Please use this identifier to cite or link to this item: https://doi.org/10.1016/j.freeradbiomed.2006.03.017
Title: Zinc supplementation decreases the development of atherosclerosis in rabbits
Authors: Ren, M. 
Rajendran, R.
Watt, F. 
Ning, P.
Jenner, A. 
Halliwell, B. 
Tan, Kwong Huat B. 
Choon, Nam O. 
Keywords: Atherosclerosis
Free radicals
Iron
Lesion area
Nuclear microscopy
Zinc
Zinc supplement
Issue Date: 2006
Source: Ren, M., Rajendran, R., Watt, F., Ning, P., Jenner, A., Halliwell, B., Tan, Kwong Huat B., Choon, Nam O. (2006). Zinc supplementation decreases the development of atherosclerosis in rabbits. Free Radical Biology and Medicine 41 (2) : 222-225. ScholarBank@NUS Repository. https://doi.org/10.1016/j.freeradbiomed.2006.03.017
Abstract: Developing atherosclerotic plaques in cholesterol-fed rabbits are enriched in iron but depleted in zinc. In order to examine further the role of zinc, New Zealand White rabbits were fed a high-cholesterol 1% (w/w) diet with zinc (1 g/kg) supplementation for 8 weeks. After the 8-week period, the average atherosclerotic lesion cross-sectional areas in the aortas of the animals fed with the zinc supplement were significantly decreased (1.0 mm2) compared with lesion areas of the animals fed only on the high-cholesterol diet (3.1 mm2). Using nuclear microscopy, a technique for mapping and measuring trace elements in tissue sections, lesion zinc levels (24 ppm) were observed to be unchanged in the zinc-fed rabbits compared to controls. However, average lesion Fe levels in the zinc-fed group were measured at 32 ppm, whereas in the control group the average Fe levels were significantly higher at 43 ppm (P = 0.03). Our data support the concept that zinc may have an antiatherogenic effect by decreasing iron levels in the lesion, possibly leading to inhibition of iron-catalyzed free radical reactions. © 2006 Elsevier Inc. All rights reserved.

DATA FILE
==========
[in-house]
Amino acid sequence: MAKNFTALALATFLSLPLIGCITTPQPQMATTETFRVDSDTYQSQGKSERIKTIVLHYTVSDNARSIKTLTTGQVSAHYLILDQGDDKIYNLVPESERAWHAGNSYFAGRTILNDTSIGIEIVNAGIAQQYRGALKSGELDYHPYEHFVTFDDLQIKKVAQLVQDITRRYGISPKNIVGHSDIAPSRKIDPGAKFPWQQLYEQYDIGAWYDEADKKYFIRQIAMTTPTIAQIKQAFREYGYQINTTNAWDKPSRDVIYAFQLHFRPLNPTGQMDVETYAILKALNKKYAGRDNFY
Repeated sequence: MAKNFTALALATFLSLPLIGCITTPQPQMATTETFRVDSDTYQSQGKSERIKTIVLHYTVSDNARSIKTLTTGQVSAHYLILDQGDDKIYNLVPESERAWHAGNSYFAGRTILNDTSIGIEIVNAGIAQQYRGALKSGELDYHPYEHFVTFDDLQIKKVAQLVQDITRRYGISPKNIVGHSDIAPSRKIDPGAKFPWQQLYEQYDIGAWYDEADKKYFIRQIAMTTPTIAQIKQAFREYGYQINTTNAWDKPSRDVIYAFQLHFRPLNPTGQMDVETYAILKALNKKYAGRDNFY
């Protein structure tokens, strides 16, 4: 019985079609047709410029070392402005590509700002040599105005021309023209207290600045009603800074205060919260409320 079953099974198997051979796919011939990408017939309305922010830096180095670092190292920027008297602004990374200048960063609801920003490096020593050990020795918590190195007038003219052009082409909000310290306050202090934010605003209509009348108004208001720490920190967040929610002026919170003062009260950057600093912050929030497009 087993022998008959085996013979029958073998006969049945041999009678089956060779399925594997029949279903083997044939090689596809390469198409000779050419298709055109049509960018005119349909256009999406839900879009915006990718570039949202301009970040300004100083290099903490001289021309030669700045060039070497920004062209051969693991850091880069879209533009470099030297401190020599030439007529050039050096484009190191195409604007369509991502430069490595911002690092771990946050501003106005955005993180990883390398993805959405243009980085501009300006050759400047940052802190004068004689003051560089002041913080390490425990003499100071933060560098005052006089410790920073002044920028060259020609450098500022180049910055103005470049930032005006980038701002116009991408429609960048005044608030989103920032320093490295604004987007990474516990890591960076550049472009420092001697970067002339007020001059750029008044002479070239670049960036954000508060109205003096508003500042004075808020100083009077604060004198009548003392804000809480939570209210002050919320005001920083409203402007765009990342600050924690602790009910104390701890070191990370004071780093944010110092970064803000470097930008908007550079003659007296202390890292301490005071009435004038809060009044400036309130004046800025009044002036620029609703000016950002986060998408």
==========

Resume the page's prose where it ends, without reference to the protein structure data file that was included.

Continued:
Source Title: Free Radical Biology and Medicine
URI: http://scholarbank.nus.edu.sg/handle/10635/28952
ISSN: 08915849
DOI: 10.1016/j.freeradbiomed.2006.03.017
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